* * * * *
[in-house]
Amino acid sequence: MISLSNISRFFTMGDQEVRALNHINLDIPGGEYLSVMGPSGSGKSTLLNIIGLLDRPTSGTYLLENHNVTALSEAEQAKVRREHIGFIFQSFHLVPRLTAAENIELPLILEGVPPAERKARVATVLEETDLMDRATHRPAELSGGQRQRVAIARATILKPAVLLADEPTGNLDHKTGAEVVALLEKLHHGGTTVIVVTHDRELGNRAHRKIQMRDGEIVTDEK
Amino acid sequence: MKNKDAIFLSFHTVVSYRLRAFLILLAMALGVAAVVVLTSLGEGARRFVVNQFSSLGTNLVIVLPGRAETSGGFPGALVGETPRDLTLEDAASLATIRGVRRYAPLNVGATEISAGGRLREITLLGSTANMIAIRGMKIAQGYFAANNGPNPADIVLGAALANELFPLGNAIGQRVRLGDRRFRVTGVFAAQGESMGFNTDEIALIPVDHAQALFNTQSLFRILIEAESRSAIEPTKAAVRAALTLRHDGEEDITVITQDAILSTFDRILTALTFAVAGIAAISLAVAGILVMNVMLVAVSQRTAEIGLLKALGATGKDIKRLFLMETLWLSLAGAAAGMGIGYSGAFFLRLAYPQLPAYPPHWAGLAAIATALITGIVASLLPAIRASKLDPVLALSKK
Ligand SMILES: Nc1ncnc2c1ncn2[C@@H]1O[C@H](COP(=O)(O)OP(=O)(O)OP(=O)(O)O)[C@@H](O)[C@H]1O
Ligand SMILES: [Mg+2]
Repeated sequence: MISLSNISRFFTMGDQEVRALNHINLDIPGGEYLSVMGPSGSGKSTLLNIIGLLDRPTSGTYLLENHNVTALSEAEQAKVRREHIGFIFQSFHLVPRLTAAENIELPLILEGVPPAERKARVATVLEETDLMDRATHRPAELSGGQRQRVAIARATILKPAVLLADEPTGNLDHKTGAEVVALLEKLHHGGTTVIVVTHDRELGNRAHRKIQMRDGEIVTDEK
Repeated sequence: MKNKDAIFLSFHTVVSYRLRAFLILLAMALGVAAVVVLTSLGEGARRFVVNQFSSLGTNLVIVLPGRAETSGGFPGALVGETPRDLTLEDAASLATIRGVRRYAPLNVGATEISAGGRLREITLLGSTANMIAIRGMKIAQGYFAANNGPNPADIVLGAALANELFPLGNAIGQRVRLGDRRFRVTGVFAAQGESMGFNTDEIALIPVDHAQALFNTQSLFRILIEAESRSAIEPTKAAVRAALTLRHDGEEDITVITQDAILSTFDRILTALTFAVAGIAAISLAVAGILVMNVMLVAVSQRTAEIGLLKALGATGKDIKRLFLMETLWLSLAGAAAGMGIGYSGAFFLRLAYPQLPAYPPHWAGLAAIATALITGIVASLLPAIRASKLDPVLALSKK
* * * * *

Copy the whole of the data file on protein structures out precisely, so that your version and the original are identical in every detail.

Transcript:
[in-house]
Amino acid sequence: MISLSNISRFFTMGDQEVRALNHINLDIPGGEYLSVMGPSGSGKSTLLNIIGLLDRPTSGTYLLENHNVTALSEAEQAKVRREHIGFIFQSFHLVPRLTAAENIELPLILEGVPPAERKARVATVLEETDLMDRATHRPAELSGGQRQRVAIARATILKPAVLLADEPTGNLDHKTGAEVVALLEKLHHGGTTVIVVTHDRELGNRAHRKIQMRDGEIVTDEK
Amino acid sequence: MKNKDAIFLSFHTVVSYRLRAFLILLAMALGVAAVVVLTSLGEGARRFVVNQFSSLGTNLVIVLPGRAETSGGFPGALVGETPRDLTLEDAASLATIRGVRRYAPLNVGATEISAGGRLREITLLGSTANMIAIRGMKIAQGYFAANNGPNPADIVLGAALANELFPLGNAIGQRVRLGDRRFRVTGVFAAQGESMGFNTDEIALIPVDHAQALFNTQSLFRILIEAESRSAIEPTKAAVRAALTLRHDGEEDITVITQDAILSTFDRILTALTFAVAGIAAISLAVAGILVMNVMLVAVSQRTAEIGLLKALGATGKDIKRLFLMETLWLSLAGAAAGMGIGYSGAFFLRLAYPQLPAYPPHWAGLAAIATALITGIVASLLPAIRASKLDPVLALSKK
Ligand SMILES: Nc1ncnc2c1ncn2[C@@H]1O[C@H](COP(=O)(O)OP(=O)(O)OP(=O)(O)O)[C@@H](O)[C@H]1O
Ligand SMILES: [Mg+2]
Repeated sequence: MISLSNISRFFTMGDQEVRALNHINLDIPGGEYLSVMGPSGSGKSTLLNIIGLLDRPTSGTYLLENHNVTALSEAEQAKVRREHIGFIFQSFHLVPRLTAAENIELPLILEGVPPAERKARVATVLEETDLMDRATHRPAELSGGQRQRVAIARATILKPAVLLADEPTGNLDHKTGAEVVALLEKLHHGGTTVIVVTHDRELGNRAHRKIQMRDGEIVTDEK
Repeated sequence: MKNKDAIFLSFHTVVSYRLRAFLILLAMALGVAAVVVLTSLGEGARRFVVNQFSSLGTNLVIVLPGRAETSGGFPGALVGETPRDLTLEDAASLATIRGVRRYAPLNVGATEISAGGRLREITLLGSTANMIAIRGMKIAQGYFAANNGPNPADIVLGAALANELFPLGNAIGQRVRLGDRRFRVTGVFAAQGESMGFNTDEIALIPVDHAQALFNTQSLFRILIEAESRSAIEPTKAAVRAALTLRHDGEEDITVITQDAILSTFDRILTALTFAVAGIAAISLAVAGILVMNVMLVAVSQRTAEIGLLKALGATGKDIKRLFLMETLWLSLAGAAAGMGIGYSGAFFLRLAYPQLPAYPPHWAGLAAIATALITGIVASLLPAIRASKLDPVLALSKK